Still Waters Ahead
Central London is increasingly like housing markets in Central and Northern Europe where sale prices are stable and renting is the dominant tenure. As new studio apartments approach £500,000 across Midtown, City and Docklands we do not envisage any significant price growth over the next 2-3 years as long as the UK remains a low inflation environment. Generation Rent will face years saving for a deposit before being able to buy a home in Midtown, City and Docklands.
London is unlikely to fall into line with government policy on homeownership. It does not have the land available to expand supply to a level with any prospect of satisfying demand. The bar for entry level properties is too high for most buyers and we foresee a future where families who wish to stay in Central London raise children in rented homes. Home ownership in Central London will remain beyond the reach of first time buyers even after government incentives and buying at a later age will become the new norm.
We expect the proportion of London’s population in private rental homes to rise towards 40% over the next 10 years. Most new homes in the planning pipeline or under construction including the growing number of Build to Let developments, will add to the supply of high quality rental accommodation.
Buyers will remain scarce throughout 2016 for properties over £1.5 million as SDLT continues to weigh on the market. The additional 3% after April 2016 will only add to the lethargy.
We do not expect capital growth in 2016 across Midtown, City and Docklands, although we expect a short term increase in transactions in Q1 as investors seek to complete purchases before additional SDLT is introduced in April 2016.
Traditional Tory voters may well exert growing pressure on the Chancellor to review taxation policy for higher value properties and to revise downwards the top rate of 12% (for first homes over £1.5 million). At the same time we expect more parents to look at ways to release equity form their homes to assist children entering the property market.
With a strong economy and growing employment, London will remain attractive as a long term investment, even if the short term prospects are flat. We do not see the additional SDLT adversely impacting greatly on the number of second home or pied a terre owners in London. The same cannot be said for buy to let investors who will be less inclined to accept high purchase costs and lower returns. Overseas buyers particularly in the Far East will also regard the increased SDLT and other tax burdens announced by the UK Government as targeting them directly and could look to other parts of the world for their property investments. This will cause developers difficulties when they look to sell off-plan overseas.
The greatest threat to the market is from geopolitical uncertainty as the UK joins the air strikes on Syria and the western world is still reeling from the Paris attacks. Concerns over the global impact of economic slowdown in China and the fall in oil prices might reduce profits in the financial sector but it reinforces the arguments to bring money to more stable markets, like the UK.
There is home-grown uncertainty ahead in 2016: an EU referendum and a London mayoral election. After 8 years in office, whichever of the two main condidates succeeds Boris Johnson, he will present a more serious face to the world. Also any decision to leave the EU would inevitably cause economic instability with some businesses relocating and all adjusting to very different operating conditions.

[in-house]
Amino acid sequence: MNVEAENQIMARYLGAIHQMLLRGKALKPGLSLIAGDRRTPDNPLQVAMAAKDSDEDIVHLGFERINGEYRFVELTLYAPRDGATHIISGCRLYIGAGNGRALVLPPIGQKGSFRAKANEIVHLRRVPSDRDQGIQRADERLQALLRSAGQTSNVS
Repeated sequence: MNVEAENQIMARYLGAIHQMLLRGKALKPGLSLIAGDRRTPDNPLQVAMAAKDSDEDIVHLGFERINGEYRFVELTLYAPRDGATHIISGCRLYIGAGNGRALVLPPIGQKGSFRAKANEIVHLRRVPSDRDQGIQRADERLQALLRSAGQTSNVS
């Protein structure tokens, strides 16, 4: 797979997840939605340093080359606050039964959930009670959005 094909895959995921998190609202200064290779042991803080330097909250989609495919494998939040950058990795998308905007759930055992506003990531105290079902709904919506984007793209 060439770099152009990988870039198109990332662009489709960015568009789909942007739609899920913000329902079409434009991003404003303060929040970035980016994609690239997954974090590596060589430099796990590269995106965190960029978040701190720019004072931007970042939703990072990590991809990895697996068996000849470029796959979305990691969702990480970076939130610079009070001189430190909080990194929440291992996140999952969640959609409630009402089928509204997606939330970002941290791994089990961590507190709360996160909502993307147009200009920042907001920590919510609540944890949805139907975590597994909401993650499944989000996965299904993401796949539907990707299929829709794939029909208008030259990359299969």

Interest rates may finally rise in 2016 after an exceptionally long delay. Although the rises have been anticipated for some time, they will dampen any prospect of price growth.
In a backlash against internet marketing, we expect a greater level of discrete marketing – where serious sellers will engage with agents for off-market selling, in order not to alert neighbours of their intentions. There is a sense that there has been over-exposure on the internet and – rather like the resistance to agents’ boards in the past – vendors are choosing not to go online.
Given the number of development completions that will inevitably find their way into the rental market in 2016, it is difficult to foresee any rationale for rental growth and so we expect rents to remain stable but with increased choice for tenants. Since we are not expecting any price change either that will leave yields unchanged in the year ahead for first time in five years.
So, with little prospect of capital or rental growth, the additional tax burden on landlords will mean it will be a fairly unrewarding year for investors – despite long term prospects. For the time being, landlords have become the target of government plans to raise additional tax revenue and, with interest rate rises in prospect, landlords are considered to be a risk to economic stability.
New council tax bands would be a logical move in the government’s drive for additional tax revenue especially as it could be targeted at more affluent segments of the population.
Despite the negative sentiment that has gathered against using homes as a form of investment, it is a deeply engrained practice in the UK and, much of government policy is specifically designed to encourage the next generation to become homeowners to safeguard their future. In the end, it seems likely that most people will continue to see property as a safe home for capital and that in itself makes property an attractive long term investment proposition.
Telephone: 020 7250 1012
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